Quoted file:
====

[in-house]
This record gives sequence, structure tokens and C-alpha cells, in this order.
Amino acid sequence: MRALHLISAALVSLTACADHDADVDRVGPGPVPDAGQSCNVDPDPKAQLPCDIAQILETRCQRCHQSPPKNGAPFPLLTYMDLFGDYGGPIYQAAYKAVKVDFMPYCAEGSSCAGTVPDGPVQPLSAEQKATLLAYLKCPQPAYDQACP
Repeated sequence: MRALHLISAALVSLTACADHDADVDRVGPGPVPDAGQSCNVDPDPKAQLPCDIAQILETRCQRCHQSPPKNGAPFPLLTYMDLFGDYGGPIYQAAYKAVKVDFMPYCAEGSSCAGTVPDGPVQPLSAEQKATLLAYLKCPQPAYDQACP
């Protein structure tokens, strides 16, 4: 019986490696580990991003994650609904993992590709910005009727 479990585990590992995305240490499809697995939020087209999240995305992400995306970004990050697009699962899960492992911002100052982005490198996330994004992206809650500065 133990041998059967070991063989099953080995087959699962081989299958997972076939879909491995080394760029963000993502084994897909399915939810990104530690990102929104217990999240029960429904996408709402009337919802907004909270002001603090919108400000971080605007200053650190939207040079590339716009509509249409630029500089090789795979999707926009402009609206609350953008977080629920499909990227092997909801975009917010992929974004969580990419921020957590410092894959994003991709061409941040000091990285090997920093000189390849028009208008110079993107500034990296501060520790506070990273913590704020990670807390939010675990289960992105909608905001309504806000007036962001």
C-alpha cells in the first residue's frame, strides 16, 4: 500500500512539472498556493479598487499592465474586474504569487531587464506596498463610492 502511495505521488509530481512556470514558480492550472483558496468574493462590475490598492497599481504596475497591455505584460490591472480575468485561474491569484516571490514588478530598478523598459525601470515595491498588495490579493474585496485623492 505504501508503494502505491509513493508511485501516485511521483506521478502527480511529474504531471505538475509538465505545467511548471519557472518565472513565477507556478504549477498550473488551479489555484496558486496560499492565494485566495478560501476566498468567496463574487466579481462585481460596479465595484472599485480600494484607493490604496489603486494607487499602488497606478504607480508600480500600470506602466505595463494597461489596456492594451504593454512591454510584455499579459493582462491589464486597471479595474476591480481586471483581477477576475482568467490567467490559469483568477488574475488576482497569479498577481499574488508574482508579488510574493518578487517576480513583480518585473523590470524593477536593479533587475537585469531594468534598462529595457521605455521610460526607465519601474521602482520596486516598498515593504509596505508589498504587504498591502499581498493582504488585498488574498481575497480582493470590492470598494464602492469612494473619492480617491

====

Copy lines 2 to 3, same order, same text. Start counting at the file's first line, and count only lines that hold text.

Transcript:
This record gives sequence, structure tokens and C-alpha cells, in this order.
Amino acid sequence: MRALHLISAALVSLTACADHDADVDRVGPGPVPDAGQSCNVDPDPKAQLPCDIAQILETRCQRCHQSPPKNGAPFPLLTYMDLFGDYGGPIYQAAYKAVKVDFMPYCAEGSSCAGTVPDGPVQPLSAEQKATLLAYLKCPQPAYDQACP